Over three days, Kraenzlein won the 60 metres, the 110m and 200m hurdles and long jump. Kraenzlein's hurdle triumphs were partly due to what was then the innovative technique of going over hurdles with an outstretched leg. But his long-jump gold was tarnished by controversy. Kraenzlein's American rival, Meyer Prinstein, actually led the competition after the qualifying round, but Prinstein's own coach forbade him from competing in the final because it was held on a Sunday. (A number of other American athletes from church-affiliated universities also pulled out of events scheduled for Sundays.)
Kraenzlein managed one jump in the final that surpassed Prinstein's best effort by one centimetre to secure the gold. Christian or no Christian, Prinstein was reportedly so upset that he punched the champion in the face.
Canada did not yet have an Olympic team in 1900, but Canadians competed with the American team, which was made up of athletes from colleges and athletic clubs.
One such athlete was George Orton, of Strathroy, Ont., who finished third in the 400m hurdles before winning the gold in the 3,000m steeplechase. But because he was entered as an American athlete, it was not until years later that anyone realized that a Canadian had actually won an Olympic gold in Paris.
Orton's compatriot Ronald MacDonald was the last of just seven runners to finish the Olympic Marathon. He later complained that he and an American runner were the only athletes who ran the entire course, and that the three top finishers -- all French -- had taken a few shortcuts through the streets of Paris along the way, which would explain how they looked relatively well-rested at the finish. Michel Theato was finally acclaimed as the official Olympic marathon champion 12 years later.
If you think that a lot of athletes play fast and loose with the notion of citizenship these days, immigrating to countries that can offer them better financial and training support, consider the case of Stan Rowley. The Australian track star remains the only athlete to win a medal for two different countries at the same Games.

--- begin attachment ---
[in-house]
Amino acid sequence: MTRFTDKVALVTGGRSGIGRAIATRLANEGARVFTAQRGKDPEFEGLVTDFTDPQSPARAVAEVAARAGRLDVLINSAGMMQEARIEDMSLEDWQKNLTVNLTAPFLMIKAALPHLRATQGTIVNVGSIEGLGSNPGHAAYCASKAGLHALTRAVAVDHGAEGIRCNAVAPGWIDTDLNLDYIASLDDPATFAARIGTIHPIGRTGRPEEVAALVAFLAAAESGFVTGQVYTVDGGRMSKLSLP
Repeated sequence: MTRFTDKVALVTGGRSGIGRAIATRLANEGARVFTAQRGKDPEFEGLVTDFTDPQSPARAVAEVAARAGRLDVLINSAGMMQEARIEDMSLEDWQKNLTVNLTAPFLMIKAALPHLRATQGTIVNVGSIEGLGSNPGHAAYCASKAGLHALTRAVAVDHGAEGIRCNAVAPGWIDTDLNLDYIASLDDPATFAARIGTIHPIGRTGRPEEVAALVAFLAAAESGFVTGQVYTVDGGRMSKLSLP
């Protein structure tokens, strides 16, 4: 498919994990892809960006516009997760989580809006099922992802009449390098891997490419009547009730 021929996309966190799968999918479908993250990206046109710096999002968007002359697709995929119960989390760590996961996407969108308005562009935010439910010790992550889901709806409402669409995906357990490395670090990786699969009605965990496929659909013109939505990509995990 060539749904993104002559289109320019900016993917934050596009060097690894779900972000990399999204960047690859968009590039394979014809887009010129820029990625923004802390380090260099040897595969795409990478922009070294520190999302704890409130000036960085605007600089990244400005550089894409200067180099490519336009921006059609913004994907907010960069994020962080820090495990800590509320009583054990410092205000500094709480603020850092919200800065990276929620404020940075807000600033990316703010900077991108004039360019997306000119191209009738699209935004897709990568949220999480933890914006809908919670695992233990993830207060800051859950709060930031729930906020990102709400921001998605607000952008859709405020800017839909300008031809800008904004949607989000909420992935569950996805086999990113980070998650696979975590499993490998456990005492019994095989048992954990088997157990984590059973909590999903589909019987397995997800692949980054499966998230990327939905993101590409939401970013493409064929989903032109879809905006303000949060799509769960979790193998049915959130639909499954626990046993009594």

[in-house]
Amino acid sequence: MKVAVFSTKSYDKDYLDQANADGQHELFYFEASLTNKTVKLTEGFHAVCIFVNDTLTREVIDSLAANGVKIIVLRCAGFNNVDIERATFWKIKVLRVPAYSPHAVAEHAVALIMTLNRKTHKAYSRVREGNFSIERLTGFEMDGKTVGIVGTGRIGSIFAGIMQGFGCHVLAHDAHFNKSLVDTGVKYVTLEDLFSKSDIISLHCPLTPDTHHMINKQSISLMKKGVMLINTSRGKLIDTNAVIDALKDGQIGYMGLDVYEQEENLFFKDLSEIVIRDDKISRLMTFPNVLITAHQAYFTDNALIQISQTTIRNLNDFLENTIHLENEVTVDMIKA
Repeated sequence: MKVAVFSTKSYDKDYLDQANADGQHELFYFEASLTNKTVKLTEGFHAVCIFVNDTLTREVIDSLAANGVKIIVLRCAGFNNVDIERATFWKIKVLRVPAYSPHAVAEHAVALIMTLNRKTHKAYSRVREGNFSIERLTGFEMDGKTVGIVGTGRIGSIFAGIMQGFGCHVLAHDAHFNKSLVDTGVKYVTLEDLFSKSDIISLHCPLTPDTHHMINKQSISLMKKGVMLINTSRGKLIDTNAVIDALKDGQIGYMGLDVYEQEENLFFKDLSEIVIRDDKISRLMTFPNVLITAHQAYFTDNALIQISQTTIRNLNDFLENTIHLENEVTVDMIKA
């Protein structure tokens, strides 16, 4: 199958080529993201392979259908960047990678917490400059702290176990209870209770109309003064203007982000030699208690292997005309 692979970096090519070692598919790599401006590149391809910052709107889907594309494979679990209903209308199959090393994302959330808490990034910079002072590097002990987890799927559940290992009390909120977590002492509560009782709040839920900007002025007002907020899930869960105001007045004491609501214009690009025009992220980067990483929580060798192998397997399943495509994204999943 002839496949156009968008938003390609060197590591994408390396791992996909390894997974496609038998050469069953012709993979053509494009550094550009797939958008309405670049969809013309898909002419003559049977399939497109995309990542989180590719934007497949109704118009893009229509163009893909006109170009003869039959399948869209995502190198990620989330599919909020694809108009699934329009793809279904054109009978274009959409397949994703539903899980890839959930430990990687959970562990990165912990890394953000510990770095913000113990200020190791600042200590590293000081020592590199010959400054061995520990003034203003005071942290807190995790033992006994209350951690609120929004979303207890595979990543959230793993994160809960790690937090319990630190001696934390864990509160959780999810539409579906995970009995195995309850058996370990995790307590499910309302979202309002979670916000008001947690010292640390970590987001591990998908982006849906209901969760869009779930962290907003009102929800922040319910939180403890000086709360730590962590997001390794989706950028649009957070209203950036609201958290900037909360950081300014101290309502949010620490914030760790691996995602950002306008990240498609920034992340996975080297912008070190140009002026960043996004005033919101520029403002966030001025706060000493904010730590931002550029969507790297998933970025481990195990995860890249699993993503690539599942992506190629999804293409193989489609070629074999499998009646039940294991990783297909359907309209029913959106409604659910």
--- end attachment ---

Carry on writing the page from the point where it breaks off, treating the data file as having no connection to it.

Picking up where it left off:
Rowley won bronze medals in the 60 metres, 100m and 200m, before some British friends coaxed him to join their side for the 5,000m cross-country team event.
Rowley was then persuaded by English friends to join their 5000m team for a cross-country event. The only other entry was France, but the Brits were a man short and wanted to avoid handing the French the gold in a default. Rowley had never run a distance race before, but no matter. Because of the curious point-scoring system of the race, all he had to do was walk to the finish and record a time for the British to win.
In the end, he didn't even have to finish. Race officials tired of waiting for him to finish, so they simply awarded him last place to close out the event.
Female athletes made their Olympic debut in 1900, although there were only about 20 of them competing. Even with those modest numbers, though, organizers couldn't keep them straight. There's still debate whether British tennis player Charlotte Cooper or American golfer Margaret Abbott deserves the title of first female Olympic champion.
Cricket, croquet, golf and tug of war all made their Olympic debuts in Paris, and were soon to exit the Olympic stage, along with one of the most curious of all Olympic events: the obstacle swimming race. Swimmers had to negotiate a course with three sets of obstacles -- boats they had to swim under.